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Safety Chief in Holding Pattern
Before joining the board, Engleman Conners was viewed as a rising star in the transportation world. She served as head of a division in the Transportation Department in charge of research and special programs. She is known to be ambitious and a bit eccentric, and DOT colleagues said she is exceptionally smart and eager to please her managers. She often joked to colleagues that she was determined to live the life of a spinster aboard her houseboat on the Potomac with her five cats -- each of which had its own life preserver.
Those who worked with her say she commonly wore elephant pins to show her support for the Republican Party, and she placed large photographs of the president and Vice President Cheney in her office. This partisanship irked some board members, who see the NTSB's function as purely technical -- and independent of politics. Many transportation industry leaders say Engleman Conners owes her chairmanship to a relationship with Transportation Secretary Norman Y. Mineta, the Bush administration's lone Democrat in the Cabinet, who has served as her mentor. (She stopped wearing the pins when she became chairman.)
Mineta was best man at her wedding to Michael Conners, a principal at Booz Allen, in 2003.
Many NTSB senior leaders give Engleman Conners credit for cleaning up the agency's finances, which were plagued by scandal in the late 1990s. She has said she is most proud that the NTSB has closed many of its safety recommendations, meaning that federal transportation agencies have agreed to implement safety improvements that satisfy the board.
But Paula Sind-Prunier, a unit representative for 300 NTSB employees at the American Federation of Government Employees, said some workers have complained that under Engleman Conners the agency settles for too little to "close out" a safety recommendation, or remove it from the agency's To Do list. "I have heard from employees who were dissatisfied that the intent of the recommendation has been watered down in order for them to close it out," Sind-Prunier said.
Engleman Conners has not been popular among her peers at the board. Last year, she got into a high-profile spat with three of the four other board members that led to members' not speaking to one another and Engleman Conners working much of the time from the NTSB Academy in Ashburn, Va., rather than at headquarters in Washington.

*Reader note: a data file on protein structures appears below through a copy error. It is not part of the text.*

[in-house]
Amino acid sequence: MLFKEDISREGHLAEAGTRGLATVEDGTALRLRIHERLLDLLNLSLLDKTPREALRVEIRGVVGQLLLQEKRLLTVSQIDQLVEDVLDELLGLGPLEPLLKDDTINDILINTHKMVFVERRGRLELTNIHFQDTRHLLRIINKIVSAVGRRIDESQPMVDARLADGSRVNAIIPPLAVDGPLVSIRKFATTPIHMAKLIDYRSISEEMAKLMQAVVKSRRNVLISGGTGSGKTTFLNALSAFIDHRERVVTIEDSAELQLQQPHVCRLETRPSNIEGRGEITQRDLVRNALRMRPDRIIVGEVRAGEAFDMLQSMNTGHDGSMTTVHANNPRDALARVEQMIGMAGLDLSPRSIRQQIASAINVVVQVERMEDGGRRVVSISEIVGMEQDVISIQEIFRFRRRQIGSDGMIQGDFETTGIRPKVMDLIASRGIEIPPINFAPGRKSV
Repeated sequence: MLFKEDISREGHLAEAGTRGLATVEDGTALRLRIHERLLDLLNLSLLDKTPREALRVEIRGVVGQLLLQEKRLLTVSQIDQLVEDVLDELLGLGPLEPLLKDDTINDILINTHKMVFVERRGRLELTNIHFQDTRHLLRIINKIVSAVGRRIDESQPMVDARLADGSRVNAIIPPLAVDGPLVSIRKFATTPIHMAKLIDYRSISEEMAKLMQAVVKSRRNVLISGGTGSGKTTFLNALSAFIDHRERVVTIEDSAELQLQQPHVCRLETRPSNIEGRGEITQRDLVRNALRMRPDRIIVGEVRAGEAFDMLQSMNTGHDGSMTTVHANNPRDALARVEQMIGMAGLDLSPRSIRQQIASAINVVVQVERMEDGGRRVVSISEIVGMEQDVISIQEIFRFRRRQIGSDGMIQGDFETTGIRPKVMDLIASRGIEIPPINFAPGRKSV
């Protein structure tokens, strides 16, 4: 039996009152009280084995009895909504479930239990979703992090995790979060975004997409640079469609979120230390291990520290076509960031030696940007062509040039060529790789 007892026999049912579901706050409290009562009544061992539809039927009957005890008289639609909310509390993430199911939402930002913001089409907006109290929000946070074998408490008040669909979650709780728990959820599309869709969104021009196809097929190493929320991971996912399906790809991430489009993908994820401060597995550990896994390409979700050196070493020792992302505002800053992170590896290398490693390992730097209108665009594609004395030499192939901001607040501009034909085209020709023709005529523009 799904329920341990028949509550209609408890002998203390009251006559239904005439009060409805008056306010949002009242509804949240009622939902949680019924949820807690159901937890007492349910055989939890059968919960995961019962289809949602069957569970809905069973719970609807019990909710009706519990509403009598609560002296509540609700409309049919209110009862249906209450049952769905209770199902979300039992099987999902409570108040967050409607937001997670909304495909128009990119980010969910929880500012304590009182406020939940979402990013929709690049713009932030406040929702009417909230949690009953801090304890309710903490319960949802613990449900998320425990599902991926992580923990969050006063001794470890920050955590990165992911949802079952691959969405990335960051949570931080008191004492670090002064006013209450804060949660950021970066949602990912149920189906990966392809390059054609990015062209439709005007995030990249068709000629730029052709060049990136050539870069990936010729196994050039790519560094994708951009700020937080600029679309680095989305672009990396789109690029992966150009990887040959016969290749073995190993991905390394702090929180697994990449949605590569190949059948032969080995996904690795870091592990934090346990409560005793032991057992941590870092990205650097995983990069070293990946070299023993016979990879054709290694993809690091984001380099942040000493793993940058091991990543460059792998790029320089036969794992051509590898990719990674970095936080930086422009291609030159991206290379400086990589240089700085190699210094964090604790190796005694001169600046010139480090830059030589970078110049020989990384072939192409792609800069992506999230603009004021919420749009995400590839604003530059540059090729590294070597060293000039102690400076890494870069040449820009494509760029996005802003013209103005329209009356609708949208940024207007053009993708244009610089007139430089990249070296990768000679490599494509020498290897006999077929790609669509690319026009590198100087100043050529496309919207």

Healing, former member Carol J. Carmody and current member Deborah A.P. Hersman complained that Engleman Conners forbade direct communication with lawmakers and limited allocations for staff support, according to letters they sent the chairman. When Engleman Conners did not respond to their liking, the board members passed a series of orders to change Engleman Conners's policies.
Two board members said that in 2003, Engleman Conners tried to pressure them into changing their votes on an administrative issue involving the owner of a helicopter company who failed to get a required drug test. When three board members -- Healing, Goglia and Carmody -- indicated their intention to vote against punishing the owner, Engleman Conners called for an emergency meeting on the matter on May 22, 2003. Healing and Goglia said Engleman Conners told them they needed to change their votes and that they were not leaving until they did.
"She pushed on us and pushed on us," Goglia said. He and Healing ended up changing their votes, and both said they regretted it.
The NTSB decision was reversed in the U.S. Court of Appeals for the D.C. Circuit by Judge John G. Roberts Jr., now chief justice of the United States.
Engleman Conners denies pressuring anyone to change his or her vote. "There's no strong-arming," she said. "We all put forth our arguments, and we all put forth logical basis for our arguments. The strength was in our logic."
Healing said he believes Engleman Conners made life difficult for him on several occasions, which eventually led to his resignation. He said Engleman Conners delayed action on submitting at least six names to the White House to be approved as his personal aides and pushed him to accept her selections of staff. He also says she monitored and restricted his travel and contacts with members of Congress and other officials, which Engleman Conners denies.
"People told me it was the best job I would ever have in my entire career," said Healing, who served as a safety official in the U.S. Coast Guard and the Navy and has a particular interest in helicopter crashes. "It was the worst and not because of the job, but the work environment."
"The way [Healing] was treated was appalling and jeopardized the independence of the board," Goglia said.
When asked about Healing's decision to leave, Engleman Conners seemed surprised to hear that Healing was unhappy with her. She said she tried to foster a spirit of collegiality at the board, holding "visioning sessions" with individual board members over lunch where they would discuss ideas. Engleman Conners said she had no role in Healing's difficulty securing aides.
"His situation was frustrating, but it's no different than anyone else who is a political person," Engleman Conners said. "It's a process. No one is thrilled with it. I am not personally involved in it."